The man who briefly ran Underground Pizza Network in Seal Rock — allegedly without a restaurant license from the health department — was arrested for contempt during a Monday hearing to reschedule his trial.
Kurt Raymond Lent, 55, of Newport, is charged with a Class C misdemeanor for allegedly operating his pizza parlor without a license from the Oregon Health Authority.
He acquired an existing pizza place in Seal Rock earlier this year, changed the name to Underground Pizza Network, posted signs threatening to sue and prosecute health officials enforcing “unconstitutional mandates,” and allegedly refused to submit to inspections needed to obtain the legally required state license through Lincoln County Environmental Health.
At Lent’s first hearing in April, the judge made not operating the business without a license a condition of his continued release. He has since advertised the pizza restaurant and equipment for sale on Facebook for $50,000.
Lent’s trial scheduled for Sept. 2 was canceled days prior when his appointed attorney, Matthew Martin, the second lawyer appointed to represent Lent in the matter, filed a motion to withdraw. Monday’s hearing was a simple proceeding to set a new date for trial with another appointed lawyer, Bruce McCrum, but like during all of his prior appearances, Lent responded combatively to even routine questions.
When Circuit Court Judge Marcia Buckley called Lent to the stand and mentioned that McCrum was joining via phone, Lent said loudly, “I don’t have an attorney yet, so I don’t know what you’re talking about. Mr. McCrum doesn’t have a thing to say until I tell him he’s allowed to say something … Mr. McCrum is nothing … He doesn’t speak until I tell him to speak, period.”
Buckley told Lent, through continued interjections, that he was “bordering on my finding you in contempt.” Lent said the judge knew as well as he did that the proceedings were all a scam.
When Buckley asked if Lent had contact information for his new lawyer, he said, “Don’t care. Don’t really care. I’ve got a mailing address where he’s going to get his letter rogatory [a term for a request from a judge in one country to the judiciary of another]. And he’s going to come in here and dance like the little monkey I make him to. That’ll be the end of that.”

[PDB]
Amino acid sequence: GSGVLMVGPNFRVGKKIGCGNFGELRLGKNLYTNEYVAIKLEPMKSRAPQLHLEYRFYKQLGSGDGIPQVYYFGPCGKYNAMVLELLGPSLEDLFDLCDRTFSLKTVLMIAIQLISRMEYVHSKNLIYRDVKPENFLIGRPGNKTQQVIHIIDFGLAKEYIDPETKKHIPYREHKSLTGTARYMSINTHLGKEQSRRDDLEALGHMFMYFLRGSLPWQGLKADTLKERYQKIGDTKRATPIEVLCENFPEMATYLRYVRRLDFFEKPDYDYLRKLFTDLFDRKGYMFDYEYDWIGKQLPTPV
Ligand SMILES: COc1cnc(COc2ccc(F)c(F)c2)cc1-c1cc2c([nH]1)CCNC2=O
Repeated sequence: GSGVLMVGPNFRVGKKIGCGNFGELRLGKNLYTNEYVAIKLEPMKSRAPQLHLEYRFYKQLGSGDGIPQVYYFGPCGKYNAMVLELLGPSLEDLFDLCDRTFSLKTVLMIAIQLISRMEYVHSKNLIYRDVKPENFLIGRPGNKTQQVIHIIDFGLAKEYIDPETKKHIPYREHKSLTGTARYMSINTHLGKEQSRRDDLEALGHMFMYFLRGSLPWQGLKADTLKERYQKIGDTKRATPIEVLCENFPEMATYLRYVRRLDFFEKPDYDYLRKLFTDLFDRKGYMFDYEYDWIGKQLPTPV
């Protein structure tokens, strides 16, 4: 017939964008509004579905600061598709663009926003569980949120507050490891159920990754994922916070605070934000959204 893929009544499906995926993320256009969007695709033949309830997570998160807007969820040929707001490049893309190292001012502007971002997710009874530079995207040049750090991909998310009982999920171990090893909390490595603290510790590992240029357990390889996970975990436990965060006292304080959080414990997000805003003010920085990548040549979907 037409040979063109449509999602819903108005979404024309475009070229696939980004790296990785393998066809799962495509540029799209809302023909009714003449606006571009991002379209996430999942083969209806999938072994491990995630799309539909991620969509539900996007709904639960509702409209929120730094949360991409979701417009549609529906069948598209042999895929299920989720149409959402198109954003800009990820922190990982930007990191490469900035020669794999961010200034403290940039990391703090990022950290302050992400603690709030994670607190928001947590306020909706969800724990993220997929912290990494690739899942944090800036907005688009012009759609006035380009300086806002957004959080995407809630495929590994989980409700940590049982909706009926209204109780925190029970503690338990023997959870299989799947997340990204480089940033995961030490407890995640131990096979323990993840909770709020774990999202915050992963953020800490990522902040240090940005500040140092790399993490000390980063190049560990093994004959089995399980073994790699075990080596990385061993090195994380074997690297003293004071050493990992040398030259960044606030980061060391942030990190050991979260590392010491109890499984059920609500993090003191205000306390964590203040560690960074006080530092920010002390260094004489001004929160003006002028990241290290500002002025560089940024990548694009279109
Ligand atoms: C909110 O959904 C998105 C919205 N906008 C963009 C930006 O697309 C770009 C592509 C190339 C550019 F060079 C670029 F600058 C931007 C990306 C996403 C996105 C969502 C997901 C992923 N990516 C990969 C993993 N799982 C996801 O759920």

The judge attempted to clarify whether or not Lent wished to represent himself. “No, the counsel needs to come in here and read that letter rogatory on record,” he said.
“So, you do not want to represent yourself?” Buckley asked.
“Oh no, he’s going to come in here and say what I tell him,” Lent said — to which the judge replied that Lent’s discussions with his attorney were privileged.
The hearing continued in that fashion, with outbursts from Lent and admonitions from Buckley. The judge asked Lent how many days he thought he would need for trial. Lent said it would take five minutes, “because you’re just going to say, ‘Not guilty, this scam is over.’”
Chief Deputy District Attorney Lynn Howard told the judge she thought trial would take one day, while McCrum thought it would take two.
Lent told the judge he would not be available to come back to court until January, as he would be out of the country until then. “I’m taking off in two weeks. I’m not waiting on you people. I have a life to live,” he said. The judge asked Howard to confirm that Lent’s conditional release agreement did not restrict travel, and the prosecutor said it did not.
The judge eventually managed to schedule the trial — at one point she told Lent that another outburst would result in a contempt charge — to begin Jan. 12, 2022, with a trial readiness hearing Jan. 3. There could be yet another procedural hang-up, however, as McCrum noted during a brief silent moment in the hearing.
“Your honor, I’m going to point out the obvious,” he said. “There may be problems with my representation of Mr. Lent continuing,”
Buckley gave Lent the opportunity to ask questions of the court, and he then said, “You have your life lived knowing these people are lying about you and filed a false police report on you and turned in evidence to your sheriff, wouldn’t you be upset?”
The judge said that wasn’t an appropriate matter for discussion at a status hearing, and McCrum told Lent he could address it privately with him. Lent made it clear he did not have confidence in the attorney.
Lent said he had two more questions, but he only got one out. He said he needed to see the “1040 V” filed in the case. “I need to see the bid bond please. I want the bid bond please,” he said, apparently invoking a pseudo-legal theory of criminal law, based on the Uniform Commercial Code, frequently cited by so-called sovereign citizens.
“We’re not dealing with that today,” Buckley said.
“Of course we’re not,” Lent replied. “Of course we’re not, because, you know, it stops it from moving forward … You can stop with your threats,” he said, as Buckley gestured to caution him.
At that, the judge said she was holding Lent in direct contempt, and a deputy placed him in handcuffs. Buckley said he would be jailed for 24 hours. He appeared on the online Lincoln County Jail roster as of 9:45 a.m. Tuesday.
Oregon Occupational Safety and Health had been investigating complaints that Underground Pizza Network was flouting COVID-19 safety rules. An agency spokesperson told the News-Times that investigation is no longer active considering the closure of the restaurant.